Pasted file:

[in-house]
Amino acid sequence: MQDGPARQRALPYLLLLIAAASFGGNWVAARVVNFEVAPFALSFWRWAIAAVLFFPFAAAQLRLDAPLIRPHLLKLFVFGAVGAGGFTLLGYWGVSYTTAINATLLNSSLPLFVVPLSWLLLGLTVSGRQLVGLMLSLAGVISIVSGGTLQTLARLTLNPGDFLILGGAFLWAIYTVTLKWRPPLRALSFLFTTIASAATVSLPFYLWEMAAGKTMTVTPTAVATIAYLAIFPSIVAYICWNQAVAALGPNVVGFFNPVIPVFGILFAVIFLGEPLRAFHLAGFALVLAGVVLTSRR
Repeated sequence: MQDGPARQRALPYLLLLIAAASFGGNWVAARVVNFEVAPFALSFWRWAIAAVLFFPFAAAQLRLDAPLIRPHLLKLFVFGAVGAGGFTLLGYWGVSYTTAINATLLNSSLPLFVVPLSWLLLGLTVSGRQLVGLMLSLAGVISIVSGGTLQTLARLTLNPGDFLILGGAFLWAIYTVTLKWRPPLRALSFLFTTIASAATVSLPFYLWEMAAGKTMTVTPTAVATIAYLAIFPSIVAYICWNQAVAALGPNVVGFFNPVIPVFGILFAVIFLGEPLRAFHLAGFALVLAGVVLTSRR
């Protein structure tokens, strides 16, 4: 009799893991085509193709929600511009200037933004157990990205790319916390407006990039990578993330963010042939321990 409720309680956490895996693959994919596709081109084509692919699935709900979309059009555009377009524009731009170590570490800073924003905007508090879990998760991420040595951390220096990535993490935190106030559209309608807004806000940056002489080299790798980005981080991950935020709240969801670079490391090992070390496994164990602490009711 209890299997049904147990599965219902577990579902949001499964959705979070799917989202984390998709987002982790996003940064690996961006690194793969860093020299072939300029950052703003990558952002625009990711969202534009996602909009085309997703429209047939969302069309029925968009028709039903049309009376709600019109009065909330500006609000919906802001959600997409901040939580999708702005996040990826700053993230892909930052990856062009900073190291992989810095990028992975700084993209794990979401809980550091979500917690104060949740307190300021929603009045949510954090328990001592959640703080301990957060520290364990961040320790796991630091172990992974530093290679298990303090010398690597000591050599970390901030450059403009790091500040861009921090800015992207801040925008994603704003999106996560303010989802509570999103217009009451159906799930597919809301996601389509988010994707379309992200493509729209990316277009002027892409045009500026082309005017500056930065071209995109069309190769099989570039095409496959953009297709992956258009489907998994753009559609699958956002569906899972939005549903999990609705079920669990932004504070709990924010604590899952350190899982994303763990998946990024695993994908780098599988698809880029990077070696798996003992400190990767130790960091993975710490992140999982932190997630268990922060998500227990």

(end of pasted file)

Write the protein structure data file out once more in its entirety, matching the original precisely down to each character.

[in-house]
Amino acid sequence: MQDGPARQRALPYLLLLIAAASFGGNWVAARVVNFEVAPFALSFWRWAIAAVLFFPFAAAQLRLDAPLIRPHLLKLFVFGAVGAGGFTLLGYWGVSYTTAINATLLNSSLPLFVVPLSWLLLGLTVSGRQLVGLMLSLAGVISIVSGGTLQTLARLTLNPGDFLILGGAFLWAIYTVTLKWRPPLRALSFLFTTIASAATVSLPFYLWEMAAGKTMTVTPTAVATIAYLAIFPSIVAYICWNQAVAALGPNVVGFFNPVIPVFGILFAVIFLGEPLRAFHLAGFALVLAGVVLTSRR
Repeated sequence: MQDGPARQRALPYLLLLIAAASFGGNWVAARVVNFEVAPFALSFWRWAIAAVLFFPFAAAQLRLDAPLIRPHLLKLFVFGAVGAGGFTLLGYWGVSYTTAINATLLNSSLPLFVVPLSWLLLGLTVSGRQLVGLMLSLAGVISIVSGGTLQTLARLTLNPGDFLILGGAFLWAIYTVTLKWRPPLRALSFLFTTIASAATVSLPFYLWEMAAGKTMTVTPTAVATIAYLAIFPSIVAYICWNQAVAALGPNVVGFFNPVIPVFGILFAVIFLGEPLRAFHLAGFALVLAGVVLTSRR
């Protein structure tokens, strides 16, 4: 009799893991085509193709929600511009200037933004157990990205790319916390407006990039990578993330963010042939321990 409720309680956490895996693959994919596709081109084509692919699935709900979309059009555009377009524009731009170590570490800073924003905007508090879990998760991420040595951390220096990535993490935190106030559209309608807004806000940056002489080299790798980005981080991950935020709240969801670079490391090992070390496994164990602490009711 209890299997049904147990599965219902577990579902949001499964959705979070799917989202984390998709987002982790996003940064690996961006690194793969860093020299072939300029950052703003990558952002625009990711969202534009996602909009085309997703429209047939969302069309029925968009028709039903049309009376709600019109009065909330500006609000919906802001959600997409901040939580999708702005996040990826700053993230892909930052990856062009900073190291992989810095990028992975700084993209794990979401809980550091979500917690104060949740307190300021929603009045949510954090328990001592959640703080301990957060520290364990961040320790796991630091172990992974530093290679298990303090010398690597000591050599970390901030450059403009790091500040861009921090800015992207801040925008994603704003999106996560303010989802509570999103217009009451159906799930597919809301996601389509988010994707379309992200493509729209990316277009002027892409045009500026082309005017500056930065071209995109069309190769099989570039095409496959953009297709992956258009489907998994753009559609699958956002569906899972939005549903999990609705079920669990932004504070709990924010604590899952350190899982994303763990998946990024695993994908780098599988698809880029990077070696798996003992400190990767130790960091993975710490992140999982932190997630268990922060998500227990």